Dr. David G. Ortiz, Faculty Fellow




Dr. David G. Ortiz is an Associate Professor of Sociology and was named the inaugural faculty fellow for the Center of Latin American and Border Studies in June 2020 by Provost Carol Parker. He grew up in Mexico City where he completed his B.A. in International Relations at the National Autonomous University of Mexico (UNAM). He received an M.A. in Peace and Conflict Resolution and a Ph.D. in Sociology from the University of Notre Dame. His interests include social movements, political sociology, Latin American Studies,sociology of disasters, digital media communication and research methods. Dr. Ortiz is the founding editor-in-chief of the leading scholarly blog on social movement research, "Mobilizing Ideas". 

Most of his work is cross-national, comparative, and with a regional focus on Latin America and Mexico. He has examined the relationship between IMF-sponsored economic programs and protests in Latin America; analyzed the exchanges between violent and nonviolent protest and repression under different regime settings; conducted comparative-historical analyses on State Repression and Mobilization in Latin America; studied the effects of blogging on activism and civic engagement in New Orleans after Hurricane Katrina; and the long-term effects of natural disasters on the formation and development of networks of activists over several cycles of contention in Mexico after the 1985 earthquake.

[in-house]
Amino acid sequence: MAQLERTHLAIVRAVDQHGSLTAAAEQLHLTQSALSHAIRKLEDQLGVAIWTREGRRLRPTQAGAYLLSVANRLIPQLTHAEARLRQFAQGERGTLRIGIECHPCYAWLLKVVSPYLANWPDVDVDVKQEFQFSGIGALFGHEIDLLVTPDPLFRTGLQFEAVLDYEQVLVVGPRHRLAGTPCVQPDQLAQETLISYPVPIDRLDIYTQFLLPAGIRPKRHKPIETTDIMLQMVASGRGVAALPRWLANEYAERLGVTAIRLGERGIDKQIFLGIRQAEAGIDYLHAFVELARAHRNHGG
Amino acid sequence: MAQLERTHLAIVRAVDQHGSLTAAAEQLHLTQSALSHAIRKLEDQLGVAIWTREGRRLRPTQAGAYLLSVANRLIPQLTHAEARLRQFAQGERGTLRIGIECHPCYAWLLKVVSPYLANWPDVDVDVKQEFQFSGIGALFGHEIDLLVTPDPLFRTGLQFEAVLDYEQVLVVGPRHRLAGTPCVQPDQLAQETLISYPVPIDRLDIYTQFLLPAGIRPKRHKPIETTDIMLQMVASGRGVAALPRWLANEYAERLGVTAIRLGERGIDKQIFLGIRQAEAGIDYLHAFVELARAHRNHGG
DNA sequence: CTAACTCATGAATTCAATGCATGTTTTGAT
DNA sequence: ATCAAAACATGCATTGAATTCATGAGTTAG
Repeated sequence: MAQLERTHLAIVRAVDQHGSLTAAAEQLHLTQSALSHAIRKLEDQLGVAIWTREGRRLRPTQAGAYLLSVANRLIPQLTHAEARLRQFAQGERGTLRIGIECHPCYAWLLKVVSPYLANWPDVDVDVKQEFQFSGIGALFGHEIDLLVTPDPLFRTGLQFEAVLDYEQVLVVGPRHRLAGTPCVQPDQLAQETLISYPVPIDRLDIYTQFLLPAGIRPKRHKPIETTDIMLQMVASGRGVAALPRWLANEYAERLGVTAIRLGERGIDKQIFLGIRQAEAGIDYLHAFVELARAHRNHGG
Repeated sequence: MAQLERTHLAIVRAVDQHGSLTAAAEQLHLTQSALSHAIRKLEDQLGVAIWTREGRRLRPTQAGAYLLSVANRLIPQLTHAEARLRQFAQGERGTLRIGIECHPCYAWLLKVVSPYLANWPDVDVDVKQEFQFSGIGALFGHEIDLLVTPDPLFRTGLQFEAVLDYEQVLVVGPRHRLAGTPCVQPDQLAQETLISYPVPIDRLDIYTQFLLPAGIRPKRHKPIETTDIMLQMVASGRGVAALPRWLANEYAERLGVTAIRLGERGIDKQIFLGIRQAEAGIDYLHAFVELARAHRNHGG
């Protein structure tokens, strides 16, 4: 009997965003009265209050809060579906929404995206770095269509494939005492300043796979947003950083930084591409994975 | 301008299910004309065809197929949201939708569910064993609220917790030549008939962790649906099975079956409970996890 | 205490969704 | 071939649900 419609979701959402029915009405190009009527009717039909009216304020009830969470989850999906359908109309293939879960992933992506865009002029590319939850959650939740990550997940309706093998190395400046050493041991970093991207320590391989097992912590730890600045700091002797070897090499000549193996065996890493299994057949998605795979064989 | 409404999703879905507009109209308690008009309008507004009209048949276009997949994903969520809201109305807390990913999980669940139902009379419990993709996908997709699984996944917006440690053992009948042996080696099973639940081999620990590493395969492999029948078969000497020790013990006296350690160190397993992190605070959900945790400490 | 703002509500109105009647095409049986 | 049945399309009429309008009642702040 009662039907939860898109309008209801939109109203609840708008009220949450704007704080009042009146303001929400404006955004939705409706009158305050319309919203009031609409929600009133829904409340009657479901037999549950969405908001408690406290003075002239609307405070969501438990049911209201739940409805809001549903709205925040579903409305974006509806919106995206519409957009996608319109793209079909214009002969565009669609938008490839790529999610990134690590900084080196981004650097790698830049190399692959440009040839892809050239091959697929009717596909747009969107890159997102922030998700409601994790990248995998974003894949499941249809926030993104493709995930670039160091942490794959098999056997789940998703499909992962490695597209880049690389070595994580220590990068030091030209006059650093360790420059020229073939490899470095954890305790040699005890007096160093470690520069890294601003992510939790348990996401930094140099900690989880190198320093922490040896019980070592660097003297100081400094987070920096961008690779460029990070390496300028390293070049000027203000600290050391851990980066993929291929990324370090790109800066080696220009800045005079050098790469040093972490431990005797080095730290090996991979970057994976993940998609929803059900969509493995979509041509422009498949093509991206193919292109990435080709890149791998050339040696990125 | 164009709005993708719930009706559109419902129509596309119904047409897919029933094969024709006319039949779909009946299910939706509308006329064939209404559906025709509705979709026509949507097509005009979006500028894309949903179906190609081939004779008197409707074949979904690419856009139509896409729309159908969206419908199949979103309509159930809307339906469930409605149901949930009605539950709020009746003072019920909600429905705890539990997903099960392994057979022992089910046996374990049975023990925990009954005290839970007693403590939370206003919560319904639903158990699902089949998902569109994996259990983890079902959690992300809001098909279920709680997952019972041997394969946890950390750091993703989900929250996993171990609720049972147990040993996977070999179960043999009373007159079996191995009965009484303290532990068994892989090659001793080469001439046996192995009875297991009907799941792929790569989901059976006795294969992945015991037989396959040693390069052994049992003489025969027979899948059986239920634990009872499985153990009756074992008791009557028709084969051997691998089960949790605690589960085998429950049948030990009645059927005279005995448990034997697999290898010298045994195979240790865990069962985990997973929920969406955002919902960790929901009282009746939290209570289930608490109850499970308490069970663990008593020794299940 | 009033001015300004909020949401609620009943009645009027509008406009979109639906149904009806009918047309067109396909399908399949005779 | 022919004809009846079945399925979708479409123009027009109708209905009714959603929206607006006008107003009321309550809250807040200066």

Prior to Ortiz's arrival to NMSU in 2015, he served on the Stone Center for Latin American Studies and the Center for Inter-American Policy and Research at Tulane University. Ortiz was appointed to the International and Border Program Recruitment Advisory Board as a part of the NMSU LEADS 2025 Healthy Borders Strategic Initiative Task Force in 2017. He has won several awards for his research and teaching, and has served as an international observer in elections throughout Latin America, including the 1994 Mexican elections with Alianza Civica, and the 2004 Venezuelan Referendum with President Jimmy Carter and the OAS.

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